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Coronation Street - Special Award Recipient in 2010

26 May 2010
The behind-the-scenes talent of Coronation Street celebrate recieving the Academy's Special Award with some of the show's more recognisable faces. BAFTA/Steve Finn

In 2010 BAFTA paid tribute to Coronation Street’s behind-the-camera talent with a Special Award, as the much-loved soap approached its 50th year.

The Special AwardBAFTA/Steve Finn

In December 2010, Coronation Street clocked up its 50th year. Along the way, the show has hired writers, directors and crew who have gone on to become some of the biggest names in television and film. The Academy’s Special Award, presented at the British Academy Television Craft Awards on Sunday 23 May, recognised the behind-the-camera talent nurtured by the much-loved ITV soap.

Before the Television Craft Awards ceremony, Matthew Bell talked to some of the key players from the show's history.

From the very first episode on 9 December 1960, Coronation Street has been attracting TV hopefuls. “The show went out on a Friday evening. On Monday morning, I had a call from Jack Rosenthal, wanting to know if we’d be needing other writers. Of course, Jack was a massive asset,” recalls Coronation Street creator Tony Warren. Rosenthal, who later wrote the BAFTA-winning Bar Mitzvah Boy, penned more than 100 episodes.

Three-time BAFTA winner Michael Apted directed Coronation Street for nine months in 1966, having originally provided holiday cover for Mike Newell, who later conquered Hollywood with Harry Potter And The Goblet Of Fire¬. “It was a great experience,” recalls Apted. “In many ways the show ran itself – it was extremely well organised. It had great writers and crew, and you couldn’t really go wrong.

Many of the greatest writers of British television drama have cut their teeth on soap," - Paula Milne (Writer)

“I learned how to work with actors. It had a mix of some of the biggest stars of British TV as well as newcomers,” he recalls. “It was also a golden period for writers,” adds Apted, who directed scripts by Corrie legends Rosenthal, Peter Eckersely and John Finch.

Paula Milne, who won a BAFTA for The Politician’s Wife in 1996, wrote for Coronation Street in the late 1970s. “It was the natural training ground for writers and also directors. I wanted to write it to learn from my stuff being produced, not write plays which might never get made. I also felt that shows like ‘The Street’ were the true theatre of the people. Actually I still do,” she says.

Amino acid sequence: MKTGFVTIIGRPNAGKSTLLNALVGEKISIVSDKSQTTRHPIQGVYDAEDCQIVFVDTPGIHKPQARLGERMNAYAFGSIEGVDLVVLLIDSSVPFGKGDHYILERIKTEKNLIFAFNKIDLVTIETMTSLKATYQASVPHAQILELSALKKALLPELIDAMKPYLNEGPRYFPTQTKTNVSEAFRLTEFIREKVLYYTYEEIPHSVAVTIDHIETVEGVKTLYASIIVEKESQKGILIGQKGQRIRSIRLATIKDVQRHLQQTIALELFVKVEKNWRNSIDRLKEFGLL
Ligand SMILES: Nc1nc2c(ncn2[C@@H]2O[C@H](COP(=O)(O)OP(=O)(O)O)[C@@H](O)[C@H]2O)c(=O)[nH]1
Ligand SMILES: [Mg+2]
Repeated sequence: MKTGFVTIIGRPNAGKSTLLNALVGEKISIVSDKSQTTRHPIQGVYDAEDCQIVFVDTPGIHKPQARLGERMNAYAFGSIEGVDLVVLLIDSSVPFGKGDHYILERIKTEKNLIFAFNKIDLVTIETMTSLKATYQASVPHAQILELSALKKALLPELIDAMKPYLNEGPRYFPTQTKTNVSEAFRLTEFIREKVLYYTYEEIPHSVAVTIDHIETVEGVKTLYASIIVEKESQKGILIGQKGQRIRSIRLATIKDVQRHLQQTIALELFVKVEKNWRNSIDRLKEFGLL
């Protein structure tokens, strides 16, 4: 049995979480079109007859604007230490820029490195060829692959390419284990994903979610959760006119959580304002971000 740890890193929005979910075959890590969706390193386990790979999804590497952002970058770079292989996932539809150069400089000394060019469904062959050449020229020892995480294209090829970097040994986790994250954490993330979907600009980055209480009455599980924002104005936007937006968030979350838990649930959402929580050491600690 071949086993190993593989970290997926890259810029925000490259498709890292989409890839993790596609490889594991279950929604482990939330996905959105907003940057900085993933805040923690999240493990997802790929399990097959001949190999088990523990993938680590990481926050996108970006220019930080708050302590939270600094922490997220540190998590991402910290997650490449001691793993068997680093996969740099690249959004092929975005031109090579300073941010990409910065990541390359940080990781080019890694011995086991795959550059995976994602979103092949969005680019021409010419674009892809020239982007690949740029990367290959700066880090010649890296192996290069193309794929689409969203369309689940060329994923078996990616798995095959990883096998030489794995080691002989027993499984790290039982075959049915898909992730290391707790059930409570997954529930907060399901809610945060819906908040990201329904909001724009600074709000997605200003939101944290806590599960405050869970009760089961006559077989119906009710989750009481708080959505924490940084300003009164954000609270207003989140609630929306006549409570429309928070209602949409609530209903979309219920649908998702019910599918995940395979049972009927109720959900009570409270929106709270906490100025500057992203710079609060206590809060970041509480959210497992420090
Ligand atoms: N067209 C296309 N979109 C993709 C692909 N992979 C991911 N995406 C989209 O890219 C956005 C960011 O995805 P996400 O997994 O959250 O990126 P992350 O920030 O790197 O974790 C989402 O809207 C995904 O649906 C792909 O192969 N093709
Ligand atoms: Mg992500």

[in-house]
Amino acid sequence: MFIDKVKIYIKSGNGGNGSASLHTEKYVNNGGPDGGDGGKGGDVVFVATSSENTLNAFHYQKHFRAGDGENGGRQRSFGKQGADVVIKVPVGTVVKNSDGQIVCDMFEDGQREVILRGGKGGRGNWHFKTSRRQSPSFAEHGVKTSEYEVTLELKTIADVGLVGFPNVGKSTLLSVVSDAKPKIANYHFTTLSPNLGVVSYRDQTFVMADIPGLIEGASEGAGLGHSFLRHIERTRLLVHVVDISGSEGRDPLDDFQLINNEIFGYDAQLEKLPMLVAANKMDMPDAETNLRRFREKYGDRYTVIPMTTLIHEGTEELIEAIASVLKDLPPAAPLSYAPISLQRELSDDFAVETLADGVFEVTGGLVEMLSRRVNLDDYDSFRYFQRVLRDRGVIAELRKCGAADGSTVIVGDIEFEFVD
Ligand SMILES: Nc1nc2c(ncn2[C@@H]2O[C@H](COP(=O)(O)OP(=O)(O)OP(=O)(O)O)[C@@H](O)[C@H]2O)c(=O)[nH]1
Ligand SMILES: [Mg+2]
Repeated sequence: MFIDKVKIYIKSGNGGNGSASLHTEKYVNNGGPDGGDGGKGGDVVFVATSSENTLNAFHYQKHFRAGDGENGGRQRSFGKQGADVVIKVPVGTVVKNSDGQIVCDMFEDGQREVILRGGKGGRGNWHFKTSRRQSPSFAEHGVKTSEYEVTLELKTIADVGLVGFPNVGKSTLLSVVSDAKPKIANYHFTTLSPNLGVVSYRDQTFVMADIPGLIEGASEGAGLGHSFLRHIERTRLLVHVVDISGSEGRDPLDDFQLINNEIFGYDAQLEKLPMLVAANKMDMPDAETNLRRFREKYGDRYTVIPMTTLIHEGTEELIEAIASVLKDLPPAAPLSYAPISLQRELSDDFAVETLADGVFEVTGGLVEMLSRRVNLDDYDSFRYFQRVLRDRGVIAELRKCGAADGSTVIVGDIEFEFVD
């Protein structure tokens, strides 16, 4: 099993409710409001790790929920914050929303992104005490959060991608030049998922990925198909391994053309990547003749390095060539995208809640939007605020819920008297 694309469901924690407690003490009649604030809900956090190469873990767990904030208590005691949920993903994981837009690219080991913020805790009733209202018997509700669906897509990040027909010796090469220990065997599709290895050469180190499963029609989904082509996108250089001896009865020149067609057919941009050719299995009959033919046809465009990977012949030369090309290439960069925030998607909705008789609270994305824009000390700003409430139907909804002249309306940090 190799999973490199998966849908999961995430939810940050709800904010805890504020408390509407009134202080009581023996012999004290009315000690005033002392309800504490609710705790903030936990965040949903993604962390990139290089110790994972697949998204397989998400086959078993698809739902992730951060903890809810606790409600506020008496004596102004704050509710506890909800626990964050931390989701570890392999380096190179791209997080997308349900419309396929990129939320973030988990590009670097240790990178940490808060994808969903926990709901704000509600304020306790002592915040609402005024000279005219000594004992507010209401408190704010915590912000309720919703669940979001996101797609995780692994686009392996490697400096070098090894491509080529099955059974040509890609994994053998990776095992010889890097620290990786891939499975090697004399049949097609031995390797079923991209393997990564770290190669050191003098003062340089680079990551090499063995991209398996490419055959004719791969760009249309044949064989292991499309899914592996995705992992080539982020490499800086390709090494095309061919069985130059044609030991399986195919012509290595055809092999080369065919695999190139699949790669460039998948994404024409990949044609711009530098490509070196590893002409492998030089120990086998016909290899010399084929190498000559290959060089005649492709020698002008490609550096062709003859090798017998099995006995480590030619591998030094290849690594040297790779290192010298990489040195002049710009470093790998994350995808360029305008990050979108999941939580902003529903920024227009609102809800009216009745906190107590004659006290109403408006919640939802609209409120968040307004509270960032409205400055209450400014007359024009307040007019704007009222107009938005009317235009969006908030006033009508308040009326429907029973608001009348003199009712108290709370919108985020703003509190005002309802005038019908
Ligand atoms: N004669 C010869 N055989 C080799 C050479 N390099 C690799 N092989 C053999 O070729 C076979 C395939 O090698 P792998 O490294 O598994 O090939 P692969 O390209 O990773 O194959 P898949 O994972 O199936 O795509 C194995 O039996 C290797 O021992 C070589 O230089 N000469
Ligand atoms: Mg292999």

Coronation Street is more than a TV institution; it’s an industry. It takes 60 cast members, a writing and editorial team of 30, and hundreds of crew and post-production staff to produce five shows a week, 52 weeks a year. “The demands are extraordinary – there’s a hell of lot of perspiration that goes into making Coronation Street but the real key is to keep the creative and technical excellence at the highest possible level,” says current executive producer Kieran Roberts.

He says tonight’s Special Award is “particularly exciting for all the people who’ve worked so hard over the years behind the scenes. There’s a tremendous loyalty. We have people who’ve been with the crew for 20-plus years.”

“There’s a tremendous loyalty. We have people who’ve been with the crew for 20-plus years,” - Kieran Roberts (Exec Producer)

Peter Whalley has been writing for the soap for the past 31 years, penning over 500 episodes – more than any other writer. Paul Abbott and Frank Cottrell Boyce both wrote some 50 episodes, while other renowned scribblers, such as Jimmy McGovern and Kay Mellor, dropped in, wrote an episode and moved on.

“I wouldn’t go as far as to say that a writer has to work on a soap, and specifically Coronation Street, to make it,” says Roberts, “but many of the greatest writers of British television drama have cut their teeth on soap.

“Coronation Street is very much a writer-led show. It gives a huge amount of respect to the writer and the writing process. That was something that was laid down by Tony Warren from the very beginning.”

Though he notes that “pride’s a sin,” Warren is still enamoured of his creation 60 years later. “It’s the nearest thing I’m ever likely to have to a child,” says the gay writer. And is he amazed the show is still with us? “I’m delighted it’s lasted so long. By the time the first episode went out I was 24. At 24 you don’t think about next year, let alone 50 of them.”

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